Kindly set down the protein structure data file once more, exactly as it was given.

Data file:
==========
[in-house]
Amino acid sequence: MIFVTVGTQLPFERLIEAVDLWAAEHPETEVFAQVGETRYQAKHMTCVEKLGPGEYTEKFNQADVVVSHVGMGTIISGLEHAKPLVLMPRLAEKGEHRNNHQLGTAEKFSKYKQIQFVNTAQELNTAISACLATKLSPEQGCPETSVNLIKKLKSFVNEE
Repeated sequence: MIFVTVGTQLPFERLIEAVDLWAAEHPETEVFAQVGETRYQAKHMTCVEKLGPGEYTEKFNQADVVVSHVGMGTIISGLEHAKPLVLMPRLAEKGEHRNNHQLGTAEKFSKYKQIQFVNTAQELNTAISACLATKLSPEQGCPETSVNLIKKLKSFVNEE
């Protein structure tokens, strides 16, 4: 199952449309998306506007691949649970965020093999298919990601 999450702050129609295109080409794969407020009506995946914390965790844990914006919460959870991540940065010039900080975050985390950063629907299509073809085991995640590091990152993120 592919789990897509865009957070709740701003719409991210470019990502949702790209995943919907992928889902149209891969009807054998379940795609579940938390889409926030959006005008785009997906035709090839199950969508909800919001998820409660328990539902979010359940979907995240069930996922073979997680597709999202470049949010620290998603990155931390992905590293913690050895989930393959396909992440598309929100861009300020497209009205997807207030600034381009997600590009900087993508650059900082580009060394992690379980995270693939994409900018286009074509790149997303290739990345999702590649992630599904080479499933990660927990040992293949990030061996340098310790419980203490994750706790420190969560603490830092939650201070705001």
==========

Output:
[in-house]
Amino acid sequence: MIFVTVGTQLPFERLIEAVDLWAAEHPETEVFAQVGETRYQAKHMTCVEKLGPGEYTEKFNQADVVVSHVGMGTIISGLEHAKPLVLMPRLAEKGEHRNNHQLGTAEKFSKYKQIQFVNTAQELNTAISACLATKLSPEQGCPETSVNLIKKLKSFVNEE
Repeated sequence: MIFVTVGTQLPFERLIEAVDLWAAEHPETEVFAQVGETRYQAKHMTCVEKLGPGEYTEKFNQADVVVSHVGMGTIISGLEHAKPLVLMPRLAEKGEHRNNHQLGTAEKFSKYKQIQFVNTAQELNTAISACLATKLSPEQGCPETSVNLIKKLKSFVNEE
């Protein structure tokens, strides 16, 4: 199952449309998306506007691949649970965020093999298919990601 999450702050129609295109080409794969407020009506995946914390965790844990914006919460959870991540940065010039900080975050985390950063629907299509073809085991995640590091990152993120 592919789990897509865009957070709740701003719409991210470019990502949702790209995943919907992928889902149209891969009807054998379940795609579940938390889409926030959006005008785009997906035709090839199950969508909800919001998820409660328990539902979010359940979907995240069930996922073979997680597709999202470049949010620290998603990155931390992905590293913690050895989930393959396909992440598309929100861009300020497209009205997807207030600034381009997600590009900087993508650059900082580009060394992690379980995270693939994409900018286009074509790149997303290739990345999702590649992630599904080479499933990660927990040992293949990030061996340098310790419980203490994750706790420190969560603490830092939650201070705001």